I was standing in line at JCPenney’s today with my little Gabby in tow when I noticed a lady behind me in line staring at my baby. She smiled sheepishly when I said hello and then she explained why she was staring, “Your baby is very precious. I could never have children and I would have loved to have them.” Her eyes looked away and I felt like I was an intruder in her quiet world of sadness. My own eyes shifted to Gabby’s peaceful face with her long lashes resting on dimpled cheeks. I was reminded of how grateful we should be for things that are easy to take for granted in the daily grind of life.
I left the department store carrying a bag full of children’s snow-boots and a mind full of questions.
Why is it that there are so many people who long to hold a baby of their own yet can’t conceive one? Why is it that the people who would be the kind of parent that claps the loudest at a piano recital and puts down their urgent work to throw a baseball in the backyard will never get to do that? Why are other people sitting in a waiting room at a family planning clinic with a beautiful girl (maybe a future piano player?) or boy (future little league pitcher?) growing inside them and a doctor with a vacuum in an adjoining room ready to end that life?
Why does life just not make sense sometimes? The pretty but sorrowful face of the lady in the store stayed in my mind as I wondered what God is up to sometimes. I wondered this same thing a few years ago when I was sitting in a hospital gown on a bed in an emergency room. Bob held my hand that was still shaky from losing a lot of blood as the doctor told us news that we didn’t want to hear. We were losing our baby. Four days later under a bleak winter sky, we buried our little boy we had named Tzion. We had prayed and pleaded with God for that baby to survive but we never did get to hold him in our arms here on earth.
Fast forward a year to a different hospital that my family had rushed me to during a relaxing vacation on the lake that took a scary turn. I was expecting again and when I suddenly started bleeding, I felt the room start to spin and my knees turn into jello. I begged God in between tears and shallow breaths of pain on the way to the ER to spare our baby’s life. Again Bob held my shaky hand as we lived out a twisted déjà vu when the doctor informed us we were losing our baby. Four days later, I was still pregnant. Five months later, against all odds, we held a tiny miracle in our arms and named him Judah David.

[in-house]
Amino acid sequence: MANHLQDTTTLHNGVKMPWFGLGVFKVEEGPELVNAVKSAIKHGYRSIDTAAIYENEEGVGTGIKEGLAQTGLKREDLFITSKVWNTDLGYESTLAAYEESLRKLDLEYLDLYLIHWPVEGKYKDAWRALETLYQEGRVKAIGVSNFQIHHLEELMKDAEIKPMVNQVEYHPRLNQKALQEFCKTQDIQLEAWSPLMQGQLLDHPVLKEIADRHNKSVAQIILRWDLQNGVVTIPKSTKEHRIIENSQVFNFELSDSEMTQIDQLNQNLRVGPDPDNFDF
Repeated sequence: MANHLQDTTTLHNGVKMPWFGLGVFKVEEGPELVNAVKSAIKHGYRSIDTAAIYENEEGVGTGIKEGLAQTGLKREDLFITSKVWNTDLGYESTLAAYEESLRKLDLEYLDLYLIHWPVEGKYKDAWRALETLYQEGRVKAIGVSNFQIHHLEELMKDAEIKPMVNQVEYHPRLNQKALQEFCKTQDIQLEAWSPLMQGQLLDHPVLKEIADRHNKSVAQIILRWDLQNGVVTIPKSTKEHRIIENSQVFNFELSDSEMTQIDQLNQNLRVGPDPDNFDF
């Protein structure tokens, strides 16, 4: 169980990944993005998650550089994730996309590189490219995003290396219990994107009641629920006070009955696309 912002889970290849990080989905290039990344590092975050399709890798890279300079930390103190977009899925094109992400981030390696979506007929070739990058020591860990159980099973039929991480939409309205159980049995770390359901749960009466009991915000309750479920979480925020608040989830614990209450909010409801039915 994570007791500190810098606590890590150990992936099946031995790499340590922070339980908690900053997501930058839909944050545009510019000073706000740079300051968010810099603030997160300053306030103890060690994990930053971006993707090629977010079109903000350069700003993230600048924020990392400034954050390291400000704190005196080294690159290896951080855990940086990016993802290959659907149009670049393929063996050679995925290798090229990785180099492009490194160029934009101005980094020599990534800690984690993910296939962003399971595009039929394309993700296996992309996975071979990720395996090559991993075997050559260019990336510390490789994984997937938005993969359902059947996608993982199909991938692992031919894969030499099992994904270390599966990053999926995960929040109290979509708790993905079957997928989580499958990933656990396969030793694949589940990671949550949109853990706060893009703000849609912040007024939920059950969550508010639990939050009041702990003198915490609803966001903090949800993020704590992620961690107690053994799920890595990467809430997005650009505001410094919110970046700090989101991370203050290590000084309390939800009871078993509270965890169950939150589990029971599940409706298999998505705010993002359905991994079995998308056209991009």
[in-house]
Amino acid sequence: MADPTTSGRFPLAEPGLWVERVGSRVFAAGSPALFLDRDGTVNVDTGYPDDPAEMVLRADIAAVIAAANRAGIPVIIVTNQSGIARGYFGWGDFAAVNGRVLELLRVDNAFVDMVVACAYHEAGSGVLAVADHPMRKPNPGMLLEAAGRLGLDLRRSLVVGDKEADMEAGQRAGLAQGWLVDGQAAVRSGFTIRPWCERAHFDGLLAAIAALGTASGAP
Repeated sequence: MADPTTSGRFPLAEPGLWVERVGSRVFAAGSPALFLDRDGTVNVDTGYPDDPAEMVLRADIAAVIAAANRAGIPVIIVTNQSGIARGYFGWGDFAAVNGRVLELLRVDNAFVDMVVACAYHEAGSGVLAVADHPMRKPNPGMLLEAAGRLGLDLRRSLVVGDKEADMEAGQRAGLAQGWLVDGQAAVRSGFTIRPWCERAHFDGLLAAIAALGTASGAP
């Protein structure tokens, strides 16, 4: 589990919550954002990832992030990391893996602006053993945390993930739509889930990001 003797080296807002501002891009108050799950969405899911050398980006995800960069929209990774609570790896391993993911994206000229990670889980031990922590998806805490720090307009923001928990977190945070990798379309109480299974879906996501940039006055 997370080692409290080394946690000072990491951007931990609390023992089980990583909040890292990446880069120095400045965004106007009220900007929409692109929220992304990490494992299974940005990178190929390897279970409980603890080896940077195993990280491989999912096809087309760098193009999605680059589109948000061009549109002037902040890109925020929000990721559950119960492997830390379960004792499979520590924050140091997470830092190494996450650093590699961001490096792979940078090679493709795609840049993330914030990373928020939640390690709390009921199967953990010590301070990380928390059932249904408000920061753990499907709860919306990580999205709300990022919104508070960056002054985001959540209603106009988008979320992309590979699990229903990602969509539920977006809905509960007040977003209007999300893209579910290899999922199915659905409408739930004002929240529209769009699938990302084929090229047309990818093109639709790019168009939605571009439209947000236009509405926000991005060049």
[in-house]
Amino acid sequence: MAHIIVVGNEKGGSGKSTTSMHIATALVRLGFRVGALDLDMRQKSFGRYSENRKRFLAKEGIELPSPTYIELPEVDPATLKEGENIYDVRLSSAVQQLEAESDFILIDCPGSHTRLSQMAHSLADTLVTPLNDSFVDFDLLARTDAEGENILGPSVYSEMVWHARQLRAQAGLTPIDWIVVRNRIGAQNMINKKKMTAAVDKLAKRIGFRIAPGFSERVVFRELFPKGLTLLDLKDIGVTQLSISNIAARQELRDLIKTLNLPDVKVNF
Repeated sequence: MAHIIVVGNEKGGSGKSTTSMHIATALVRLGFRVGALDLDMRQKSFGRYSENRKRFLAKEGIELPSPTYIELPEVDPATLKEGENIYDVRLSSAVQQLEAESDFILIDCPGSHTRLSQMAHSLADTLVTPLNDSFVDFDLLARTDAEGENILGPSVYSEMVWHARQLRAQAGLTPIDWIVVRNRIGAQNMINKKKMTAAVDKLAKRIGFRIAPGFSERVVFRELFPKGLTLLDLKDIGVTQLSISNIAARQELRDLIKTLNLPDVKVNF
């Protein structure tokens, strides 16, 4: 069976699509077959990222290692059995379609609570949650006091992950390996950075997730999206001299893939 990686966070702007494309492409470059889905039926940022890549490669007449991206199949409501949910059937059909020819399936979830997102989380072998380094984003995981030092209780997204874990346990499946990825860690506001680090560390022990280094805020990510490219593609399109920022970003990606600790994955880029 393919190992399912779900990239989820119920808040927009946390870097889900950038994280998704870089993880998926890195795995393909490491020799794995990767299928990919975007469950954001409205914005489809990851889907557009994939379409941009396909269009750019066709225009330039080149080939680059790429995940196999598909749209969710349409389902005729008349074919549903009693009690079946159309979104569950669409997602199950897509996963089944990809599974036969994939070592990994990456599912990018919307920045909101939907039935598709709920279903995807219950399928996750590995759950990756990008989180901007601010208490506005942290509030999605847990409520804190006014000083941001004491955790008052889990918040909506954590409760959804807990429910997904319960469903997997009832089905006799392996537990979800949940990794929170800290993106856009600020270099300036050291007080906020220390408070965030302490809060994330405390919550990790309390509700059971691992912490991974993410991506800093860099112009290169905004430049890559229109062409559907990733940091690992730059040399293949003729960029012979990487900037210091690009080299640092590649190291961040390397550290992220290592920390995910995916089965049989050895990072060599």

Why will I only hold Tzion in Heaven but yet I get to hold Judah everyday here? Why did it seem God answered one of our prayers yet ignored the other? Why do some people long for babies to smother in kisses and tears of joy while others throw away their baby’s life when it isn’t convenient for their own life? Why does God seem to not always answer our questions?
I don’t have any answers to that, just more questions.
One thing that does make sense to me is that God is God and I am not. I love the way the famous songwriter and singer Steven Curtis Chapman sums it up with these poignant lyrics,
God is God and I am not
I can only see a part of the picture He’s painting
God is God and I am man
So I’ll never understand it all
For only God is God.
If God made perfect sense, would He truly be God? If WE could figure Him out, then wouldn’t we be on the same playing field with the Creator of the universe? If God and all His actions (or seeming lack of action sometimes) were accountable to ME, then wouldn’t that make Him more human than an omnipotent God?
I think God is making our lives into a stunning tapestry that is a masterpiece in ways so beautiful and touching that we couldn’t begin to comprehend it. The only problem is we are living underneath the tapestry so all we see sometimes is the mess of colors and the twisted knots of thread.
But one day…when we get to the other side, I think God is going to flip the tapestry of our lives around and we’ll see it.
We’ll get it.
We will be speechless at the beauty God created out of our messes.
Check out this video: